chenille makes one ambitious

i got this scarlet chenille yarn a week ago and am hammering out a matching scarf and hat set for my mom.  this is the first time i've ever used this stuff and i think it is addictive.....having odd thoughts of doing a series of afghans then grafting them together to make one huge bed cover.......tho' so far i've found picking up stitches with this yarn is something of a pain tho' that's probably more a function of my habit of keeping everything too tight than a function of the character of the yarn. 


I just made 2 baby blankets w/ LionBrand chenille. It looks & feels great but shed a lot as I knit & is a tough cookie. No give at all. Forget about picking up dropped stitches. Rip it & start again. Final result is great though & feels fabulous. I hope the babies like it as much as I do. 


Knit away, knit away

"They say best men are moulded out of faults; and, for the most, become much more the better for being a little bad." William Shakespeare, Measure for Measure

JPaul's picture

Speaking of the character of the yarn, for chenille it's good to knit it tight.  You don't really want to knit it at a loose gauge because chenille has a tendency to "worm" and knitting it loose increases the chances of that happening.  It can also bias or lean to one side, but that's less a function of how tight you knit.

Worming happens because the core of the chenille is highly twisted in order to secure all the fuzzy bits, so it's not a balanced yarn.  Think about any yarn...if you hold it under tension and twist and twist, what happens when it goes slack?  It starts curling up.  Same with chenille.  If it's knit loose, it wants to curl back on itself if it has the chance.  Also, if you throw your yarn (instead of picking or knitting continental) that adds more twist to the yarn and can increase the chance of worming.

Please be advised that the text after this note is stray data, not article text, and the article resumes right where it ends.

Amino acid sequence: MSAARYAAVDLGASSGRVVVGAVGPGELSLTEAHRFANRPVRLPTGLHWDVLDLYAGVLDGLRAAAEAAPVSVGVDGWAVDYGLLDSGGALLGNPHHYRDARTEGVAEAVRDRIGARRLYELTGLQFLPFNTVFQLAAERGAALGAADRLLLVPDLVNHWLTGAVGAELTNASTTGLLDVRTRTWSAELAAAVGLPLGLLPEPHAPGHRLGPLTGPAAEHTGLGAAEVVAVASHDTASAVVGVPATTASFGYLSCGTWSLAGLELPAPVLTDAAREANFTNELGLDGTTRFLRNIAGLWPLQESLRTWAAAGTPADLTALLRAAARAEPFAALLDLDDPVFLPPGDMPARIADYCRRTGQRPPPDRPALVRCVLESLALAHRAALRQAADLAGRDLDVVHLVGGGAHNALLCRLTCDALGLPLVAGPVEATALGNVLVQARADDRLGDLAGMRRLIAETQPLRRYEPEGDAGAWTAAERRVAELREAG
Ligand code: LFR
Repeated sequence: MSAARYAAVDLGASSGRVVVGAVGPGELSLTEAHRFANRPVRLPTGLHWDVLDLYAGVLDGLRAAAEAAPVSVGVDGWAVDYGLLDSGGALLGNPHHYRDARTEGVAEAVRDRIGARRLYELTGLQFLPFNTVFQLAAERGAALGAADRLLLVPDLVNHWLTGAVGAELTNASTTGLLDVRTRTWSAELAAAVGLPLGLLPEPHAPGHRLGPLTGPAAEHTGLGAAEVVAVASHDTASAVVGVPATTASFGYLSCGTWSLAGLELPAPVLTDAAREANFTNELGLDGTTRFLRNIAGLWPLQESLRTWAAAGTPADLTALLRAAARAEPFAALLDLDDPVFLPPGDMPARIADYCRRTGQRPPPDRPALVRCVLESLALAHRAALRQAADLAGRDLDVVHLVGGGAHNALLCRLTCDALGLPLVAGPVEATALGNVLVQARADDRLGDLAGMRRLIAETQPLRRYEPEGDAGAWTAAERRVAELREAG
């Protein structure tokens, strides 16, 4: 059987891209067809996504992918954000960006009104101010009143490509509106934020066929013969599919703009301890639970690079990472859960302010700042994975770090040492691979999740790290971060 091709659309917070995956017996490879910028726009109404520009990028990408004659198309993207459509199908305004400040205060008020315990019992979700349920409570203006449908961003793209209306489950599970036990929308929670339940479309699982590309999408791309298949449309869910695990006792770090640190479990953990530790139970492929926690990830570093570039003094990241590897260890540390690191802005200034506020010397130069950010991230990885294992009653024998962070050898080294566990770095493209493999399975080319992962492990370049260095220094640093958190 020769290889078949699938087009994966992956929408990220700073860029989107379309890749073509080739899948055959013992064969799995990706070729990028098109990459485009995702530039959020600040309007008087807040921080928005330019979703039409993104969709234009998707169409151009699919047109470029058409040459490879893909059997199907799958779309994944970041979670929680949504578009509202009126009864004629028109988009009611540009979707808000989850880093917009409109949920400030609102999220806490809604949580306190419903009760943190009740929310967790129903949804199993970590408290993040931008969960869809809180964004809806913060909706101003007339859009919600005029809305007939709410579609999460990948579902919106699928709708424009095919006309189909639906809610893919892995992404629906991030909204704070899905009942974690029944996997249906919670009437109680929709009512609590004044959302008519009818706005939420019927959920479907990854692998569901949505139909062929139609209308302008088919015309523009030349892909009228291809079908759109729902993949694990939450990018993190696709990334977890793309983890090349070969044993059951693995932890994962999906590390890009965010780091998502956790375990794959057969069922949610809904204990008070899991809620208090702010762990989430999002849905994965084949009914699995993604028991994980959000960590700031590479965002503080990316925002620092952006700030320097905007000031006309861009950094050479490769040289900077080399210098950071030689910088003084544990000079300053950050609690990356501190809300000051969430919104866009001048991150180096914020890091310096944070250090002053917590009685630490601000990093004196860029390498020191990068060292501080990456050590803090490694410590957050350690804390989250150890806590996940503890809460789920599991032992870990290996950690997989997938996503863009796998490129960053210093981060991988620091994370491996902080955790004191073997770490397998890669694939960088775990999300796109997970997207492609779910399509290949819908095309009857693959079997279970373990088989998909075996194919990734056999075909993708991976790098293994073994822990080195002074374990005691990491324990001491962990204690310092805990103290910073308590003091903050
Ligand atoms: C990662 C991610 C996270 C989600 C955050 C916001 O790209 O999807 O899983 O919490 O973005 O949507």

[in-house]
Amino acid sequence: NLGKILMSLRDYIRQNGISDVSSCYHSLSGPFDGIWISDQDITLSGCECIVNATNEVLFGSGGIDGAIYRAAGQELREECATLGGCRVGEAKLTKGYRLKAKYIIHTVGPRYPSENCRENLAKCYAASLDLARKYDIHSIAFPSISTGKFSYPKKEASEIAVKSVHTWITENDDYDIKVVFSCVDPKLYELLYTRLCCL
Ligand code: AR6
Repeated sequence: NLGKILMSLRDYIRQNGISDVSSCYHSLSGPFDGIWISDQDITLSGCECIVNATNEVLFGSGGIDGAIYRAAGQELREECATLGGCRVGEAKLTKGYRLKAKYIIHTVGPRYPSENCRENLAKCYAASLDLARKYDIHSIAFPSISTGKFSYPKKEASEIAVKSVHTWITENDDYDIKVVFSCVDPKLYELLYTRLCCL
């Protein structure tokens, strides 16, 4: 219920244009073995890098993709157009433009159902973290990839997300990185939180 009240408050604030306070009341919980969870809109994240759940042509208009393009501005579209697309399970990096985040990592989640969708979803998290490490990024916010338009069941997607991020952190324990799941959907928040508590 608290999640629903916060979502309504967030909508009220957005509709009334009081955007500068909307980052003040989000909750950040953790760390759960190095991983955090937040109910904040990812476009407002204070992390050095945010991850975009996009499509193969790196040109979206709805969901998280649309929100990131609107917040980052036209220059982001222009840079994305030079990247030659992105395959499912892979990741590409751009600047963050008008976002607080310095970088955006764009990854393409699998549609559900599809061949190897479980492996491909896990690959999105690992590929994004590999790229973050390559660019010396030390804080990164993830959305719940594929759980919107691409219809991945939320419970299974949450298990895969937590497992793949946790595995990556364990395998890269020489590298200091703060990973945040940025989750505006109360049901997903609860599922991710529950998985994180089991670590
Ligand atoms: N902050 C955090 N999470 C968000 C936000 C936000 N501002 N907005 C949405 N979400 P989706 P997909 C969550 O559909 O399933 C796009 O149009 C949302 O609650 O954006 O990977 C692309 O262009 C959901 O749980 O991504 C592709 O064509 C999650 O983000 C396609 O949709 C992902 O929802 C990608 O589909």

Finally, the material also can play a part.  Slick yarns (like that very expensive ball of Touch Me! chenille made of rayon) are more likely to worm.  So, keep loving the chenille, but knit it tight.

YarnGuy716's picture

I have to agree that chenille absolutely has to be knit tightly.  I made a scarf using Touch Me!, which looks and feels so much better in a ball than knit up, and I had to knit very tight using much smaller needles.  Lily Chin made the comment that it is why the yarn is called Touch Me! rather than Knit Me!, because everyone loves the yarn in a ball but is disappointed with it knit up.

One of the ladies in my weekly knitting circle mentioned a pattern that alternated chenille with worsted weight yarn to make an afghan.  It might have been a Lion Brand pattern.